The Darwin Airport Lodge, in stark comparison, is a hotel-style form of detention. The immigration department has not published any figures for it, but the Darwin Asylum Seeker Support and Advocacy Network (DASSAN) estimates about 170 children, many without families, are held there.

The February 10 Adelaide Now said the department of immigration moved 28 young Vietnamese refugees — including a seven-year-old girl and her 17-year-old sister — from residential housing in Port Augusta to the Darwin Airport Lodge on February 5.

Adelaide Now said: “The detainees were only told about the shock move less than 24 hours earlier, denying them the chance to say goodbye to regular visitors who offered them friendship as they waited in detention for asylum.”

ChilOut’s Sophie Peer told ABC radio’s AM they had been in detention for nine months – moved from Christmas Island, to South Australia’s Port Augusta and now Darwin. “We cannot fathom how it’s in the best interests of a seven-year-old child to lock them up for nine months.”

The Darwin Airport Lodge holds asylum seekers as well as visa-overstayers, some “illegal” workers bound for deportation and accused “people smugglers”. Asylum seekers have witnessed a spate of suicide attempts and self-harm, including the attempted suicide on February 15 of a Tamil man whose visa was cancelled the day before he was due to be moved into the community.

The man tried to hang himself with a bedsheet and was cut down by other refugees.

On February 9, DASSAN referred the newly arrived Vietnamese children to the Northern Territory Child Protection Services due to its fears they were at risk. The group said it knew of “children in the Darwin Airport Lodge that have self harmed and are on medication as a result of their incarceration”.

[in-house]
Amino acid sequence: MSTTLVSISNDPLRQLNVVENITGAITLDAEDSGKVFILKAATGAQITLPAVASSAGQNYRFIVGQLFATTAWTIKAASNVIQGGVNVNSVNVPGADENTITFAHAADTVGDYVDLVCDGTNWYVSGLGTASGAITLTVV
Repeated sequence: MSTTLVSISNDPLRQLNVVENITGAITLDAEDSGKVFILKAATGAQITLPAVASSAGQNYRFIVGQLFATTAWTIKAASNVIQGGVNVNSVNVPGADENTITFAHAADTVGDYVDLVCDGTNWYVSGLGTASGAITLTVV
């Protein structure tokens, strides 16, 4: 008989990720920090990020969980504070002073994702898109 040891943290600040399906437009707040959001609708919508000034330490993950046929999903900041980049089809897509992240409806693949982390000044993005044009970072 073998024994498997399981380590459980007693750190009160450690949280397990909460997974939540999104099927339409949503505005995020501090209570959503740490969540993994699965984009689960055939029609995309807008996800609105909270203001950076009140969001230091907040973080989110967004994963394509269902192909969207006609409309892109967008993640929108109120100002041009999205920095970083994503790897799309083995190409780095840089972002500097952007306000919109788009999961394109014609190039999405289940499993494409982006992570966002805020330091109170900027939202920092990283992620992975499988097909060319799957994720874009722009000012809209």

ChilOut has described the Phosphate Hill detention facility, near the Christmas Island township and away from the maximum-security North West Point detention centre, as a “densely packed collection of demountables knowns as dongas” that holds almost 400 asylum seekers.

Dongas are shipping containers refurbished for single-person sleeping quarters. The immigration department bought up many unused dongas from the NT intervention, which were a failed form of housing in Aboriginal communities.

ChilOut said “families of four” have been housed in them.

At another APOD, in Inverbrackie, South Australia, at least five children have been born, ChilOut said

Child psychiatrist Dr Jon Jureidini treated a suicidal teen there and told the Adelaide Advertiser the children in Inverbrackie were “the saddest kids I’ve seen”. The Advertiser said there were at least five cases of self-harm.

Every APOD under the department of immigration is a closed, secure facility, run and guarded by private-prison firm Serco. Asylum seekers are restricted to the centre grounds almost all the time.

Logan is not telling the truth when he says no children are in detention. Bureaucrats may change the names, definitions and jargon and sometimes the facilities are improved or made more comfortable. But the terrible effects on human lives are the same, whatever you call them.